The Telegraph
Since 1st March, 1999
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Most wanted: Export props, sans red tape

New Delhi, March 30: Industry is looking for simplification of procedures in the Export Import (Exim) Policy for 2003-04 that will enable exporters to derive the full range of benefits they are entitled to.

In a submission made to commerce and industry minister Arun Jaitley just a couple of days before the announcement of the policy, the Confederation of Indian Industry (CII) concedes that there are a number of provisions to facilitate exports in the existing policy.

However, it says, “There are lacunae that impede the full benefits of the schemes like the Duty Entitlement Passbook (DEPB) Scheme from filtering through to the exporters.”

The objective of DEPB scheme is to neutralise the incidence of customs duty on the import content of the export product. However, the customs duty on fuel is not taken into account while fixing the DEPB rate working out to the disadvantage of exporters, says CII.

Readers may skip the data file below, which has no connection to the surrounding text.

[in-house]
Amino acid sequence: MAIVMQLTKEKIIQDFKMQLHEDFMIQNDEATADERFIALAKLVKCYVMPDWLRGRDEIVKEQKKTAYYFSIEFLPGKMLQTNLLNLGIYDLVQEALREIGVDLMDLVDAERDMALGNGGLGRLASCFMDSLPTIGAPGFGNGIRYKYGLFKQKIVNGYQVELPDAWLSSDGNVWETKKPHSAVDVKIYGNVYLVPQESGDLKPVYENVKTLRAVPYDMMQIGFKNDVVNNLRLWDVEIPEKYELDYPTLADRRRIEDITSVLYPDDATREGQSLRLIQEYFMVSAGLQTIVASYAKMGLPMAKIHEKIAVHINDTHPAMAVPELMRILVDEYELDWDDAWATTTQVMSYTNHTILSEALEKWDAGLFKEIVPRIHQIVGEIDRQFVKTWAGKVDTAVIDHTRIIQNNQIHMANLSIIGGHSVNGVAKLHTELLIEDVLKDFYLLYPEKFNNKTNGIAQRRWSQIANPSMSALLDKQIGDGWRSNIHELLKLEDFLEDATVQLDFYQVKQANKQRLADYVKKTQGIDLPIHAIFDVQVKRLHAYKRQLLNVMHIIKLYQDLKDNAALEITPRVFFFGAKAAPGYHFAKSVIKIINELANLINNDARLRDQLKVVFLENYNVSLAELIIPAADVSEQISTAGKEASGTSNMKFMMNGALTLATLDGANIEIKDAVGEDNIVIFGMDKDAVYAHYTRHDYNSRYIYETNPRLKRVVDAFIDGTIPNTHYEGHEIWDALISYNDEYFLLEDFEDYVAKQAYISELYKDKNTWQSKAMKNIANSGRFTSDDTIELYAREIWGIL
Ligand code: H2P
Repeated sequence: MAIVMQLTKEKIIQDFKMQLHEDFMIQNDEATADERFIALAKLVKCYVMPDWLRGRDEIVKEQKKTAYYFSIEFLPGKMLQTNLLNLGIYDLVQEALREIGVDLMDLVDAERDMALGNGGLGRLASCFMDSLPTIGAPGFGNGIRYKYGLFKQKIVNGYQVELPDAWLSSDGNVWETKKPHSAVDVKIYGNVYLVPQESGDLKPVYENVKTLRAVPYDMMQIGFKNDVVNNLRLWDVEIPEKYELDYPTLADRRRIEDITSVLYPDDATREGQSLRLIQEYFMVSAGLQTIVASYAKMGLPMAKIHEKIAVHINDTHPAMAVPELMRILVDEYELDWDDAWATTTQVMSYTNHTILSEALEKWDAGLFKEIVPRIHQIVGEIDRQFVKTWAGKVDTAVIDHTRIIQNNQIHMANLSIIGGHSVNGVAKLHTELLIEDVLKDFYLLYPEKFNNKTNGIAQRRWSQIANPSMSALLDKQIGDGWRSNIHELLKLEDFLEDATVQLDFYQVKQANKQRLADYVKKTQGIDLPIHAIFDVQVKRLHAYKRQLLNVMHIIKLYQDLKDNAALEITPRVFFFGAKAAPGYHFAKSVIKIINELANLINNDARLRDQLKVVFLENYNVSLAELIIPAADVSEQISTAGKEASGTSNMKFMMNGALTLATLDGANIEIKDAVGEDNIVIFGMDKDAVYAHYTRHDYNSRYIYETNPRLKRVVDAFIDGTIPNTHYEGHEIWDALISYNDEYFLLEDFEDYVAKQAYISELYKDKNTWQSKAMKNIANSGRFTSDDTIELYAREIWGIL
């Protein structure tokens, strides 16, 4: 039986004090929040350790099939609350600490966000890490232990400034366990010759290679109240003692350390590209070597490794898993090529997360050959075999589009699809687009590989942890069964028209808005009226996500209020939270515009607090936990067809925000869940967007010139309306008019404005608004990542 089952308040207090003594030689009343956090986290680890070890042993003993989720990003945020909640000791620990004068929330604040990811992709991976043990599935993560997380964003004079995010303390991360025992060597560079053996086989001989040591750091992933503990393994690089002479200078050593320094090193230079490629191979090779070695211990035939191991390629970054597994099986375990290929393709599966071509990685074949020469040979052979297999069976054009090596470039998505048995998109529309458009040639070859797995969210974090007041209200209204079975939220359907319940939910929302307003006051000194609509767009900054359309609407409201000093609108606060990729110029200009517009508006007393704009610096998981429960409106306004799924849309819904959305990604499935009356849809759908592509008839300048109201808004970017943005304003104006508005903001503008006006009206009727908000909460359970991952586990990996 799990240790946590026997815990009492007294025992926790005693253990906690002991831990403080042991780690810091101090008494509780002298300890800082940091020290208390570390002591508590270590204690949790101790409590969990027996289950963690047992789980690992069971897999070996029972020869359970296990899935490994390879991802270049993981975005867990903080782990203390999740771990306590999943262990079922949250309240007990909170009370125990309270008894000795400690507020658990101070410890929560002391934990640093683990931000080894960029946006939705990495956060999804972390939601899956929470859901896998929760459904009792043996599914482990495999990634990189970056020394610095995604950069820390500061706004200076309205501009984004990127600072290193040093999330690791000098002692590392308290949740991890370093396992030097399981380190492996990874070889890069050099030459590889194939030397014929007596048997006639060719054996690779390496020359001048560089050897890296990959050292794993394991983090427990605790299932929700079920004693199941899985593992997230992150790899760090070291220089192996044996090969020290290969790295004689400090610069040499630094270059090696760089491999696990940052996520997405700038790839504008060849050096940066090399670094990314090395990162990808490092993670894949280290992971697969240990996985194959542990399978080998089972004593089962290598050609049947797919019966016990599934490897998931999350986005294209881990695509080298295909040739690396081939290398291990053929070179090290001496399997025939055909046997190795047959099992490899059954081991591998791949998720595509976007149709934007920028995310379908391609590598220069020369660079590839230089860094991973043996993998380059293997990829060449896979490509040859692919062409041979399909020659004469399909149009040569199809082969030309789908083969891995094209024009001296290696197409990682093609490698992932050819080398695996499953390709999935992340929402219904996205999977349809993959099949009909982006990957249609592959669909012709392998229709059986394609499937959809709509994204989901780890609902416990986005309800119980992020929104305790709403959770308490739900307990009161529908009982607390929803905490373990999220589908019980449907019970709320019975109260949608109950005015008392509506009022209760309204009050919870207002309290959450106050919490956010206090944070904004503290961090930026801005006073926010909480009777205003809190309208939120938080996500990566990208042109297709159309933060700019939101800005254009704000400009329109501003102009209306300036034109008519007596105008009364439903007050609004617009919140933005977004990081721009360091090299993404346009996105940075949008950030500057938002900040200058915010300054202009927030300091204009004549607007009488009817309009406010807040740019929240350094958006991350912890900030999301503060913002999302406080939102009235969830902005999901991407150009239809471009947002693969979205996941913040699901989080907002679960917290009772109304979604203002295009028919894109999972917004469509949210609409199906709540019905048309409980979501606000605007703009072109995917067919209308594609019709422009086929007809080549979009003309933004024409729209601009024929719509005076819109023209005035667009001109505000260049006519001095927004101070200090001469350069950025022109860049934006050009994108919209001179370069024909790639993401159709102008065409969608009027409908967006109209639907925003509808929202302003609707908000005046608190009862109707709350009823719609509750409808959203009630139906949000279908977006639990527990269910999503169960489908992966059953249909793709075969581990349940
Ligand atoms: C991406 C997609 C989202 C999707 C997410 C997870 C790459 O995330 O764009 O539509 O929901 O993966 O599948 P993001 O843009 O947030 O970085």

At its meeting with Arun Jaitley, the Federation of Indian Chambers of Commerce and Industry (Ficci) has urged the government to formulate a single comprehensive drawback scheme by clubbing multiple exports schemes like advance licenses, DEPB, Duty Free Replenishment Certificate (DFRC) and Duty Drawback Scheme.

Ficci has also called for the simplification of the excise duty and sales tax regime for exports, review of the policy on fixation and maintenance of average export obligations prevalent under various schemes and the grant of amnesty in export obligation fulfilment with retrospective effect.

CII has demanded a separate chapter for service exports in the forthcoming Exim policy. This is because the Export Promotion Capital Goods (EPCG) scheme, which allows import of capital goods at a concessional duty of 5 per cent to service providers to commitment of specified export obligation over a period of eight years, has gone unnoticed.

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